Maintaining a bonsai calls for commitment to a routine, while observing subtle changes to your tree. It is for this reason that watering is one of the many tasks you should exercise patience and precision with when growing a bonsai. It’s a routine that requires you to consider different factors to make sure you only feed the right amount to your bonsai.

Adjusting your watering habits for bonsai trees

Since bonsai trees are more delicate than regular garden plants, you need to exercise care on how well you water your bonsai to avoid stressing it. Your watering practices will vary depending on several factors; from your soil mixture, to the species of plant.

In this article, we will share three factors that affect your bonsai watering routines.

1. Plant species and pruning habits

When raising bonsai species that are vulnerable to root rot, you should pay extra attention to your watering habits. For example, fast-growing leafy species of bonsai trees will colonize rapidly, which leads to a faster rate of drying for the soil. At the same time, properly root-colonised bonsai trees can also rapidly dry a pot. Every time these events happen, your tree pulls a freshly chafed air into its plant roots, which encourages root rot. This can also occur through excessive watering.

Being outdoors, bonsai plants usually have watering intervals set at once per day, which is easy enough to remember. If you go beyond it, your bonsai can quickly cause it to wilt and dry, depending on its species.

If your bonsai is root-colonised in their container, it will demand more water sooner. On the other hand, if you prune your tree’s top, it will experience a decrease in transpiration, which increases its watering interval.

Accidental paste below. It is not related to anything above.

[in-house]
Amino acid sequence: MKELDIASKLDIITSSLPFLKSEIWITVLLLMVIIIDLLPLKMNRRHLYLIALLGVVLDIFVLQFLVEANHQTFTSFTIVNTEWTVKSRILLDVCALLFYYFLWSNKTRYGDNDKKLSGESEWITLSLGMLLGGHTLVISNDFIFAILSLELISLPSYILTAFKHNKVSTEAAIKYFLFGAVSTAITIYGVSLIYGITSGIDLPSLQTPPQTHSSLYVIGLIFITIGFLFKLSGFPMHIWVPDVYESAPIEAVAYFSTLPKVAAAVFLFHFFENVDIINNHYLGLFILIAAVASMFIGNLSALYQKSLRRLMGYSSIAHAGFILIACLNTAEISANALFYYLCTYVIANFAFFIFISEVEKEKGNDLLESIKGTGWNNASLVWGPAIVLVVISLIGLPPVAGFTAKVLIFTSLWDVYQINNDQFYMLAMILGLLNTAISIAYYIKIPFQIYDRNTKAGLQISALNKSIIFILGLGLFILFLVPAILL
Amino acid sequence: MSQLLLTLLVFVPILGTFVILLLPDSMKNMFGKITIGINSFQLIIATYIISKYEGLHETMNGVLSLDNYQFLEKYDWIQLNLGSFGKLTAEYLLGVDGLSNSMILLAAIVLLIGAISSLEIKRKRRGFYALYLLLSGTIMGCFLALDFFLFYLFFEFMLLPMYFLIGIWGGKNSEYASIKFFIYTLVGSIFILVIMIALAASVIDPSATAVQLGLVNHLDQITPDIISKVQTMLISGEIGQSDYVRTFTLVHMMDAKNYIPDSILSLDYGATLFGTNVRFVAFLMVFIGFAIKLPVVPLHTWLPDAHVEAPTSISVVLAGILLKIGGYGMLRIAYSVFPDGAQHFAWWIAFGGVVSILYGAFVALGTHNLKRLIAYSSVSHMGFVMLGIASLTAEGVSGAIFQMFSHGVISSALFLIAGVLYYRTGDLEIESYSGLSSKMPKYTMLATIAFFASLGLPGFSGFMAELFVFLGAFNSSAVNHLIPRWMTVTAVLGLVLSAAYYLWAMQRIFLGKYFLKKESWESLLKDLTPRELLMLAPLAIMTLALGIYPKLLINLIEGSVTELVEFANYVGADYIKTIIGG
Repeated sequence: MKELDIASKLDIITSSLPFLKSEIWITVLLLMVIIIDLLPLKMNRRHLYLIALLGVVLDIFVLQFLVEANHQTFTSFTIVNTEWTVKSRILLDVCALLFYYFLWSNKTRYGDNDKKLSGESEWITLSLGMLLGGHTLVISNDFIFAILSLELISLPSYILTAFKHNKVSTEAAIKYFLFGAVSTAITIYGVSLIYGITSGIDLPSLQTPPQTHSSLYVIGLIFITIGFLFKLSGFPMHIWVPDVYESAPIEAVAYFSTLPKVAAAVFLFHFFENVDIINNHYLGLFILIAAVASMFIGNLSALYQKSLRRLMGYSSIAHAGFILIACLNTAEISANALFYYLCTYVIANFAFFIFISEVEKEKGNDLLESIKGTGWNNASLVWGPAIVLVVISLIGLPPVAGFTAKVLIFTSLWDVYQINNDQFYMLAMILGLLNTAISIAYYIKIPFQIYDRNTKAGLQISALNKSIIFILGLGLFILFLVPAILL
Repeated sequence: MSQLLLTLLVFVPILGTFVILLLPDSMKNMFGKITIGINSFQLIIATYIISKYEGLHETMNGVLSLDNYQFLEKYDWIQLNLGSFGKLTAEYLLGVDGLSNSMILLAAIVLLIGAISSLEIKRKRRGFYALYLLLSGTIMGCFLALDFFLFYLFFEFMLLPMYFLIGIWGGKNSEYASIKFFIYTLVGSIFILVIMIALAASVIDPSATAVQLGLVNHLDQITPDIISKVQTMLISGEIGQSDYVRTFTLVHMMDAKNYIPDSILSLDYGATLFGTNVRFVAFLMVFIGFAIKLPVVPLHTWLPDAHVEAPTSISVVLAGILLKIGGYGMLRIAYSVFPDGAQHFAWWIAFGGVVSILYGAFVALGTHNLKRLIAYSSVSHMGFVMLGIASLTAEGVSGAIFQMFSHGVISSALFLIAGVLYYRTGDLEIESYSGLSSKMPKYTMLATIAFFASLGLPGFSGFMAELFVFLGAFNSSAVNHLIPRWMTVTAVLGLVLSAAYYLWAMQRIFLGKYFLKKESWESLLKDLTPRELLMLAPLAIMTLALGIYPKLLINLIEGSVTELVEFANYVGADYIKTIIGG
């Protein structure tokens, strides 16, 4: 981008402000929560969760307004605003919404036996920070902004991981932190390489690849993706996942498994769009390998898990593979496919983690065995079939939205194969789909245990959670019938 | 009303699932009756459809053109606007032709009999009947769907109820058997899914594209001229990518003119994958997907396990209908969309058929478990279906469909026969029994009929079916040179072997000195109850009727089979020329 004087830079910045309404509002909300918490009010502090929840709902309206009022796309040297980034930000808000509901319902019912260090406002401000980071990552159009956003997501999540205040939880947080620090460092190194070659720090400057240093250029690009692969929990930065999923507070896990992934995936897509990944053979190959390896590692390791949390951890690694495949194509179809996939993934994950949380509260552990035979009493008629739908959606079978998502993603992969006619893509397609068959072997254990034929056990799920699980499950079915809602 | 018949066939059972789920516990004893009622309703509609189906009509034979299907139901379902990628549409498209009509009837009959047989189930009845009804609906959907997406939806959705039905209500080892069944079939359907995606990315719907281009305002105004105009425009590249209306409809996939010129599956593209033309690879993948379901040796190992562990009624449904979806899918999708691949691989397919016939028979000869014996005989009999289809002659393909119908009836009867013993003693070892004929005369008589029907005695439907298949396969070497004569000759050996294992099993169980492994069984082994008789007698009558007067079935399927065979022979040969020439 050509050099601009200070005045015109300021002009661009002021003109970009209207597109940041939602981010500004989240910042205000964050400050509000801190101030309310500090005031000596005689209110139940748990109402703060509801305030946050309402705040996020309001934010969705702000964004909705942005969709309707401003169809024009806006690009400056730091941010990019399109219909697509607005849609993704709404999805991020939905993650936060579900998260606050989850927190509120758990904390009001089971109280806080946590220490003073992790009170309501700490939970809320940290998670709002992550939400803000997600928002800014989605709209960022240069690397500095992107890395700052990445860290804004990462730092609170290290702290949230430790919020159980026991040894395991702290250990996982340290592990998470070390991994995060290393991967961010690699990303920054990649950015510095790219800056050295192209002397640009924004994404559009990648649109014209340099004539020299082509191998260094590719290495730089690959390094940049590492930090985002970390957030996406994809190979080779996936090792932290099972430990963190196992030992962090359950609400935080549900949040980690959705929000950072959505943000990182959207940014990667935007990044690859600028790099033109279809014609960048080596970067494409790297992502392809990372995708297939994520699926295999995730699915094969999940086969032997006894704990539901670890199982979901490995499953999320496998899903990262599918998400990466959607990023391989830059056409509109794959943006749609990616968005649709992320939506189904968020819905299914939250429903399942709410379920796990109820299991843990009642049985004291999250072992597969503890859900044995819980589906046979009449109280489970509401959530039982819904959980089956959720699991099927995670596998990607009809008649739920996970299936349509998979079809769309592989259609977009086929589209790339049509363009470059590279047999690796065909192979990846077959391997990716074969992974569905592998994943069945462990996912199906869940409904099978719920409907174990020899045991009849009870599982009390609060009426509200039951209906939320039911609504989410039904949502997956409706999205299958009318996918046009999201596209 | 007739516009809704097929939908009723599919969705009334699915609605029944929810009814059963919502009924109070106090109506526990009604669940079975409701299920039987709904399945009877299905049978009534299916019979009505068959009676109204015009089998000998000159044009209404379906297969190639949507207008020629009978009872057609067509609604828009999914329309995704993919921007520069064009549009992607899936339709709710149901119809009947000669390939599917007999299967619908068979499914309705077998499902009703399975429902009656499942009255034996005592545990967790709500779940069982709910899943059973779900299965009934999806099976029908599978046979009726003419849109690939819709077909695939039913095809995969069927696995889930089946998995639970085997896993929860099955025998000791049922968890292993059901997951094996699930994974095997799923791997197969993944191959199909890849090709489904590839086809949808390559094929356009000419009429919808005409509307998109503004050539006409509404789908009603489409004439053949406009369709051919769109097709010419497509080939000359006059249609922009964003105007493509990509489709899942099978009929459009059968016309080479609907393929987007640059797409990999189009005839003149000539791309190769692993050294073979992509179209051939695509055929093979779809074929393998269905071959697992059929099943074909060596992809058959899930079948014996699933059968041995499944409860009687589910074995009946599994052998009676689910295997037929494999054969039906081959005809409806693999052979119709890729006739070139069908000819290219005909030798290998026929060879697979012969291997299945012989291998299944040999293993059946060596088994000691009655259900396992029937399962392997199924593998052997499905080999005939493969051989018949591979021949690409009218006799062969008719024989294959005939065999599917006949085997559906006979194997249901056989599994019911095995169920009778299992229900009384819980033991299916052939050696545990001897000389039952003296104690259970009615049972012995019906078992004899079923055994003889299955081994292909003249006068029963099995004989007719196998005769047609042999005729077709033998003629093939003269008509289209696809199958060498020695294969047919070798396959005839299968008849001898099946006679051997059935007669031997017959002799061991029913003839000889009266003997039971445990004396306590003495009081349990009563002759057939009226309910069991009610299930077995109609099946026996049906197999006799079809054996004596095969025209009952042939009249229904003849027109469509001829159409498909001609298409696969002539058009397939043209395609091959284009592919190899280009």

2. Soil mixture volume

When preparing your soil for your bonsai trees, you need to consider its different components. Soil usually holds a combination of organic and inorganic materials such as clay, peat moss, and vermiculite. If you increase any one of these components, it will affect its water-holding and drainage capacities. Because of this, you should extend your watering intervals to avoid excessive watering.

Be mindful of increasing your soil mixture’s volume beyond 25% since it can cause decreased aeration and poor drainage. This is crucial when repotting your bonsai trees to avoid root rot problems.

3. Environmental conditions

The quality of air increases your bonsai’s transpiration and decreases your watering intervals. Strong winds can rapidly dry out any plant, including bonsai trees. Keep this in mind during harsh seasons such as autumn and winter so you can adjust your watering habits accordingly.

Similarly, sunlight increases transpiration but also enhances evaporation rates on your plant. You should be aware of the amount of sunlight exposure after morning sun, where you might cosider more filtered sunlight. 

Conclusion

A bonsai tree is a delicate plant that requires proper care and attention, so it’s a hard hobby to get into. Although it may be challenging to adjust at first, constant practice and observation of your bonsai collection can help you find the right watering schedules. If you research the best growing techniques and equip yourself with the right tools, you can grow a strong and healthy tree.

We have a wide selection of items to choose from if you’re looking for bonsai tools in Australia for your routine bonsai maintenance. We also sell soil, pots, scissors, fertilisers and more. Check out our online catalogue of bonsai supplies for your gardening needs!